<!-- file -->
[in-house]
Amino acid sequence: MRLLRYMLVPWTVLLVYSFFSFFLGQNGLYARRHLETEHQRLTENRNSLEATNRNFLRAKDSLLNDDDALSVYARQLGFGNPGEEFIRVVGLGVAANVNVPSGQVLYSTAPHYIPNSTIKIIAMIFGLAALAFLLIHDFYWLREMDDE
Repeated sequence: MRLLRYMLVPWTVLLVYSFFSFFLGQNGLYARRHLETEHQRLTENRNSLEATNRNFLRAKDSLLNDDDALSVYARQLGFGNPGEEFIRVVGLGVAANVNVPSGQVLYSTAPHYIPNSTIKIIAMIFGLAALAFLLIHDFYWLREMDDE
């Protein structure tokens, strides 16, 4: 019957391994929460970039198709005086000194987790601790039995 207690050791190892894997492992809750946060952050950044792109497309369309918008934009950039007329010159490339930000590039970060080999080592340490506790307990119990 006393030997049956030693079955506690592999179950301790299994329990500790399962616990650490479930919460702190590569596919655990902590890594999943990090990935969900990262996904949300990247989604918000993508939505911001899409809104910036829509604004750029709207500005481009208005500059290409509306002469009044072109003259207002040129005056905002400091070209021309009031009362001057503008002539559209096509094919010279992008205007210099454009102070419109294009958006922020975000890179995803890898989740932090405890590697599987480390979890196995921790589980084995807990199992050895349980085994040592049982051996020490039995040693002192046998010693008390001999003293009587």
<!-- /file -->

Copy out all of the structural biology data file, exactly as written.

[in-house]
Amino acid sequence: MRLLRYMLVPWTVLLVYSFFSFFLGQNGLYARRHLETEHQRLTENRNSLEATNRNFLRAKDSLLNDDDALSVYARQLGFGNPGEEFIRVVGLGVAANVNVPSGQVLYSTAPHYIPNSTIKIIAMIFGLAALAFLLIHDFYWLREMDDE
Repeated sequence: MRLLRYMLVPWTVLLVYSFFSFFLGQNGLYARRHLETEHQRLTENRNSLEATNRNFLRAKDSLLNDDDALSVYARQLGFGNPGEEFIRVVGLGVAANVNVPSGQVLYSTAPHYIPNSTIKIIAMIFGLAALAFLLIHDFYWLREMDDE
């Protein structure tokens, strides 16, 4: 019957391994929460970039198709005086000194987790601790039995 207690050791190892894997492992809750946060952050950044792109497309369309918008934009950039007329010159490339930000590039970060080999080592340490506790307990119990 006393030997049956030693079955506690592999179950301790299994329990500790399962616990650490479930919460702190590569596919655990902590890594999943990090990935969900990262996904949300990247989604918000993508939505911001899409809104910036829509604004750029709207500005481009208005500059290409509306002469009044072109003259207002040129005056905002400091070209021309009031009362001057503008002539559209096509094919010279992008205007210099454009102070419109294009958006922020975000890179995803890898989740932090405890590697599987480390979890196995921790589980084995807990199992050895349980085994040592049982051996020490039995040693002192046998010693008390001999003293009587």